KNOY: Now if I ate this, would it taste good?

WEISHAN: No. One of the things when you do plant an herb garden there are certain herbs that have been used in cultivation for centuries that are somewhat poisonous. So obviously if you have young children or pets you want to pay attention to what you're planting.

KNOY: It's mid-June. Is it too late to start these plantings?

WEISHAN: No, now is actually the time to begin doing all of this type of stuff. These days you can probably go to any reasonably good nursery and find a selection of twenty or thirty of the more common herbs to plant in your garden. And it's the time to really use them for cooking as well outdoors.

KNOY: Okay Michael, let's go check on lunch.

WEISHAN: Sure.

(Sounds of utensils scraping)

WEISHAN: Alright here's the chicken, and the rest of the meal as you see is pretty much ready to roll. We have little tomatoes, which are actually store bought at this time of year I'm embarrassed to say, but tomatoes are coming soon. With a little of the lovage that we talked about sprinkled over the top with just a little salt and pepper. And you'll see it's quite a distinctive taste, along with a little fresh mozzarella, and the chicken tenders that we've grilled with the rosemary and the lemon juice.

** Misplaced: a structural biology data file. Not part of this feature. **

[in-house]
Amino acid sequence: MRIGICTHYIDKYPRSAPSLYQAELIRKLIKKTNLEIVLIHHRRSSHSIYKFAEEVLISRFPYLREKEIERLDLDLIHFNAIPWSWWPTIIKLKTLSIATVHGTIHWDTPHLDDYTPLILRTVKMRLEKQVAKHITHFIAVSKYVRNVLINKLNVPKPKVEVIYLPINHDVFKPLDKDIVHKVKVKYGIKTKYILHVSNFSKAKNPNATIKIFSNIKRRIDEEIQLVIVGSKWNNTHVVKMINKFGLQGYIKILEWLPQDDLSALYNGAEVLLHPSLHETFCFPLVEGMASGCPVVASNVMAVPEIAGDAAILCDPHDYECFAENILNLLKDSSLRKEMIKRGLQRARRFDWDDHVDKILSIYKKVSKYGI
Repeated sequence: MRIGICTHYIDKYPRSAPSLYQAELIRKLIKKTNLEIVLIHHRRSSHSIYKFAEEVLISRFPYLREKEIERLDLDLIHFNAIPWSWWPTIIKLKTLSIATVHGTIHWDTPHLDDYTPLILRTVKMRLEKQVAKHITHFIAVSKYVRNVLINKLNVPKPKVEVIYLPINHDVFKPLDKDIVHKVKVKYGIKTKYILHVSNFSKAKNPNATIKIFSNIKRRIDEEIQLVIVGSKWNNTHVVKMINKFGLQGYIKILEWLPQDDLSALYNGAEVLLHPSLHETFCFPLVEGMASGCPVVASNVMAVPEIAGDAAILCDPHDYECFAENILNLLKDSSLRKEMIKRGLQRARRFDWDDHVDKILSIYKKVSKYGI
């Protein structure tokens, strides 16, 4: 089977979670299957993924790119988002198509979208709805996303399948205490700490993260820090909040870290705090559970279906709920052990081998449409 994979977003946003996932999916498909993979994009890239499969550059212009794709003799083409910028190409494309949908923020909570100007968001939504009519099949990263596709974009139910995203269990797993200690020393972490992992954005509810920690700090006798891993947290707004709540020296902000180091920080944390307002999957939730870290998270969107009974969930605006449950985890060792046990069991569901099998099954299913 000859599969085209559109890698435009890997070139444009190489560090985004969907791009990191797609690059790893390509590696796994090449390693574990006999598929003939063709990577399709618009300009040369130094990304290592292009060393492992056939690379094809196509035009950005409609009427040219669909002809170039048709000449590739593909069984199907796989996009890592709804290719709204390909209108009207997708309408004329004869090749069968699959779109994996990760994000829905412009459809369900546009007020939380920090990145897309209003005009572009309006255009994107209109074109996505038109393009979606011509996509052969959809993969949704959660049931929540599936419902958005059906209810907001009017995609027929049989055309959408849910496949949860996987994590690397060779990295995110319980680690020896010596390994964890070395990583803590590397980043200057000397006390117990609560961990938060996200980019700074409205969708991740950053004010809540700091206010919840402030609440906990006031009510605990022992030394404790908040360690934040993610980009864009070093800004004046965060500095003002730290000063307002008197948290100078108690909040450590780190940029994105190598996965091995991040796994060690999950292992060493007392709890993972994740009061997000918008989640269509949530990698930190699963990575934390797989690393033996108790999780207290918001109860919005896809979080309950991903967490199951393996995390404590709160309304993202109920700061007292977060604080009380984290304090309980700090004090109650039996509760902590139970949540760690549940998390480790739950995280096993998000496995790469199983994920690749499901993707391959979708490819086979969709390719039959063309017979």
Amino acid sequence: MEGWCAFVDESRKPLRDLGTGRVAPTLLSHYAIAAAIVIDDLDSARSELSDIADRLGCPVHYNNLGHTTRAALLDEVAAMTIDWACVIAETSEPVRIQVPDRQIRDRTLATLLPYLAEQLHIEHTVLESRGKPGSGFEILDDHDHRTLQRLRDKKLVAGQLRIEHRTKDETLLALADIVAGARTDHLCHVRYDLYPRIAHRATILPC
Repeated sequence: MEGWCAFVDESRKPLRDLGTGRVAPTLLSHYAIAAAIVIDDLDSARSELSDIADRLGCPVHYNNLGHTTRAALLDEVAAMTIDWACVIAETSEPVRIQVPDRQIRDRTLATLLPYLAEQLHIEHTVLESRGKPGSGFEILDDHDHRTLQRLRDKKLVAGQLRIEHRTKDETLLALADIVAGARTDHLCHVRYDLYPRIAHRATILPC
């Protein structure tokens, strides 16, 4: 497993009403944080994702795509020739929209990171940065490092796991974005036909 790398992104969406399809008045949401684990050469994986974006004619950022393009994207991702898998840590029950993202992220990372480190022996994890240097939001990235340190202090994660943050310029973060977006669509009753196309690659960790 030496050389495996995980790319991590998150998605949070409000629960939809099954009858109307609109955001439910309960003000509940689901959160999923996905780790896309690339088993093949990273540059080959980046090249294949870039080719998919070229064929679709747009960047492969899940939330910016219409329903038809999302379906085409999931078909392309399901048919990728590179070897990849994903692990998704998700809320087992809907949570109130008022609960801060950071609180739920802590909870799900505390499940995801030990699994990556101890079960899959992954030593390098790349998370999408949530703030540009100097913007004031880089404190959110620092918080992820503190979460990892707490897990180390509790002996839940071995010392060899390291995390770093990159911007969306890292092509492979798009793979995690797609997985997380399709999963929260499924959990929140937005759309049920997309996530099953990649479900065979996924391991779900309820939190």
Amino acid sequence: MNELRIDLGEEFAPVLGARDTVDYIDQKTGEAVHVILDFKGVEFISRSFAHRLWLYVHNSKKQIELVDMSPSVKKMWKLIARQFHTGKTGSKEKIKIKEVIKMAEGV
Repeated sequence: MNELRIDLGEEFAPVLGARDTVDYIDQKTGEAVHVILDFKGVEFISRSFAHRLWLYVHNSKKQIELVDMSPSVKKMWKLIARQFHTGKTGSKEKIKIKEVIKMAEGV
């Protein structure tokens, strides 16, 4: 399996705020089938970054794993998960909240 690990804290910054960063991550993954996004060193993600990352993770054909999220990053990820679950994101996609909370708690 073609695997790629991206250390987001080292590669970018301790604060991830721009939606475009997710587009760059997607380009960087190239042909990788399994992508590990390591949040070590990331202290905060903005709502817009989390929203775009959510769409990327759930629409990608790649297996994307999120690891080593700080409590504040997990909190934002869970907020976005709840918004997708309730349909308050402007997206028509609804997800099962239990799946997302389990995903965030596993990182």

KNOY: Mmmm. Did you make the bread yourself too?

WEISHAN: No, no the bread came from the store. I was supposed to do the herb bread but someone got a little busy in the office this morning and I didn't quite get up to do what I was supposed to be doing.

KNOY: Michael, thank you so much. This is absolutely wonderful.

WEISHAN: My pleasure, excuse with my mouth full, anytime.

KNOY: Michael Weishan is Living on Earth's gardening expert and he's the publisher of Traditional Gardening. If you have any garden questions you'd like to ask Michael, go to the Living on Earth web site. The address: www.livingonearth.org. That's www.livingonearth.org; Click on the picture of the watering can.